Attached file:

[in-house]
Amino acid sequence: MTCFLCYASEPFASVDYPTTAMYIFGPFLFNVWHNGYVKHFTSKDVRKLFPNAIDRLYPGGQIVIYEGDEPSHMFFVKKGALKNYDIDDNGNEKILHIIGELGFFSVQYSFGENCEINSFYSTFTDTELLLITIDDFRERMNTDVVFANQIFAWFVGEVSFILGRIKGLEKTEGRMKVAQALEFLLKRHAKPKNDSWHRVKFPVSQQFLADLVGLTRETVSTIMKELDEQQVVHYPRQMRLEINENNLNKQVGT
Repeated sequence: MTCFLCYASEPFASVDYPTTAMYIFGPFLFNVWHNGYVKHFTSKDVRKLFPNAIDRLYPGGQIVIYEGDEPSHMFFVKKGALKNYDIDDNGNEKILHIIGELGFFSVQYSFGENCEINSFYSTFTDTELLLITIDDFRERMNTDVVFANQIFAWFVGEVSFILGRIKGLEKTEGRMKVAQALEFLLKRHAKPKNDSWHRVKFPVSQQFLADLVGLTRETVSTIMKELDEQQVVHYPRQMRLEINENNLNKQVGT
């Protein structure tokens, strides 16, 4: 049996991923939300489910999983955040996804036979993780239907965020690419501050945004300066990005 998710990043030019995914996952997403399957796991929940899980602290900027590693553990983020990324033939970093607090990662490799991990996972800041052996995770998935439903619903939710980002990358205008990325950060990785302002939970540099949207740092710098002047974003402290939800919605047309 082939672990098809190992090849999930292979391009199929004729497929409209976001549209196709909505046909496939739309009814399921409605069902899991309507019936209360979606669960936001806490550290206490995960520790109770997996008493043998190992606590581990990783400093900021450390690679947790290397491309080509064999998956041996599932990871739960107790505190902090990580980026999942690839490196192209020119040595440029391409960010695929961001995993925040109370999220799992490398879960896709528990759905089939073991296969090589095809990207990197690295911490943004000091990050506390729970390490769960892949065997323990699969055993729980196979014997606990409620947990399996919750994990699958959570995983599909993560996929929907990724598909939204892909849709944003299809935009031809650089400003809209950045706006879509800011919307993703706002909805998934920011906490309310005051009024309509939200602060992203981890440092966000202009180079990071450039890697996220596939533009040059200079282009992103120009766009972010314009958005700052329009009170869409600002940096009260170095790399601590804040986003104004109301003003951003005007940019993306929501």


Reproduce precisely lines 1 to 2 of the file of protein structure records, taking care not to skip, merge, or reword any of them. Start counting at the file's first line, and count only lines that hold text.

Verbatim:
[in-house]
Amino acid sequence: MTCFLCYASEPFASVDYPTTAMYIFGPFLFNVWHNGYVKHFTSKDVRKLFPNAIDRLYPGGQIVIYEGDEPSHMFFVKKGALKNYDIDDNGNEKILHIIGELGFFSVQYSFGENCEINSFYSTFTDTELLLITIDDFRERMNTDVVFANQIFAWFVGEVSFILGRIKGLEKTEGRMKVAQALEFLLKRHAKPKNDSWHRVKFPVSQQFLADLVGLTRETVSTIMKELDEQQVVHYPRQMRLEINENNLNKQVGT